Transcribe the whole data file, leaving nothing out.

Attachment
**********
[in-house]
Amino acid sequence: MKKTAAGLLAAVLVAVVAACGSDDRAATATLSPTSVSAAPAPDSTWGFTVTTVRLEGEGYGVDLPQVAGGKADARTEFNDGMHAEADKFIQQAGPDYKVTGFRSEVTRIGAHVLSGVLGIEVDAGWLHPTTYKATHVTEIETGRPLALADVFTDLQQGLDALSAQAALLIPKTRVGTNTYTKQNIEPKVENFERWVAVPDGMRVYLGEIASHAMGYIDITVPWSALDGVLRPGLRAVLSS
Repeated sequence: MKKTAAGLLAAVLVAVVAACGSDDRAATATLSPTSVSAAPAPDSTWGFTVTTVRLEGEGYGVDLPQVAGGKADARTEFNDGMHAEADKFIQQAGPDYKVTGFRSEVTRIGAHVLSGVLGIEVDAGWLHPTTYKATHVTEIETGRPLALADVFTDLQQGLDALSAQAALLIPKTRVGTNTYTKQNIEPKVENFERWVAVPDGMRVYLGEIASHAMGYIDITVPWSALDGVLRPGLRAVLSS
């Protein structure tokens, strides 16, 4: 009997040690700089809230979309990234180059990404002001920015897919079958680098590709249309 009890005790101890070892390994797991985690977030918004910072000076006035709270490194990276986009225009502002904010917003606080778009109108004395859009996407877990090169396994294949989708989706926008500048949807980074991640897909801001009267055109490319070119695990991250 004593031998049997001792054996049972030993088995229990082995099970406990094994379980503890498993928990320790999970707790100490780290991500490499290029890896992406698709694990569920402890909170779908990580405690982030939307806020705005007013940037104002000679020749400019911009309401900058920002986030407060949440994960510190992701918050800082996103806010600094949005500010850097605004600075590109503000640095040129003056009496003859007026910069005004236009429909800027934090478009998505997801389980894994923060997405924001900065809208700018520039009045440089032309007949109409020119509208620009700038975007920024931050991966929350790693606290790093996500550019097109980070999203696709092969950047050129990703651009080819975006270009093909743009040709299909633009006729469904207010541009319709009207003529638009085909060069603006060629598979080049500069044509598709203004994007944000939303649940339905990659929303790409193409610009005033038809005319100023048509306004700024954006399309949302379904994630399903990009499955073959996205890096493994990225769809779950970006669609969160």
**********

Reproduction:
[in-house]
Amino acid sequence: MKKTAAGLLAAVLVAVVAACGSDDRAATATLSPTSVSAAPAPDSTWGFTVTTVRLEGEGYGVDLPQVAGGKADARTEFNDGMHAEADKFIQQAGPDYKVTGFRSEVTRIGAHVLSGVLGIEVDAGWLHPTTYKATHVTEIETGRPLALADVFTDLQQGLDALSAQAALLIPKTRVGTNTYTKQNIEPKVENFERWVAVPDGMRVYLGEIASHAMGYIDITVPWSALDGVLRPGLRAVLSS
Repeated sequence: MKKTAAGLLAAVLVAVVAACGSDDRAATATLSPTSVSAAPAPDSTWGFTVTTVRLEGEGYGVDLPQVAGGKADARTEFNDGMHAEADKFIQQAGPDYKVTGFRSEVTRIGAHVLSGVLGIEVDAGWLHPTTYKATHVTEIETGRPLALADVFTDLQQGLDALSAQAALLIPKTRVGTNTYTKQNIEPKVENFERWVAVPDGMRVYLGEIASHAMGYIDITVPWSALDGVLRPGLRAVLSS
């Protein structure tokens, strides 16, 4: 009997040690700089809230979309990234180059990404002001920015897919079958680098590709249309 009890005790101890070892390994797991985690977030918004910072000076006035709270490194990276986009225009502002904010917003606080778009109108004395859009996407877990090169396994294949989708989706926008500048949807980074991640897909801001009267055109490319070119695990991250 004593031998049997001792054996049972030993088995229990082995099970406990094994379980503890498993928990320790999970707790100490780290991500490499290029890896992406698709694990569920402890909170779908990580405690982030939307806020705005007013940037104002000679020749400019911009309401900058920002986030407060949440994960510190992701918050800082996103806010600094949005500010850097605004600075590109503000640095040129003056009496003859007026910069005004236009429909800027934090478009998505997801389980894994923060997405924001900065809208700018520039009045440089032309007949109409020119509208620009700038975007920024931050991966929350790693606290790093996500550019097109980070999203696709092969950047050129990703651009080819975006270009093909743009040709299909633009006729469904207010541009319709009207003529638009085909060069603006060629598979080049500069044509598709203004994007944000939303649940339905990659929303790409193409610009005033038809005319100023048509306004700024954006399309949302379904994630399903990009499955073959996205890096493994990225769809779950970006669609969160």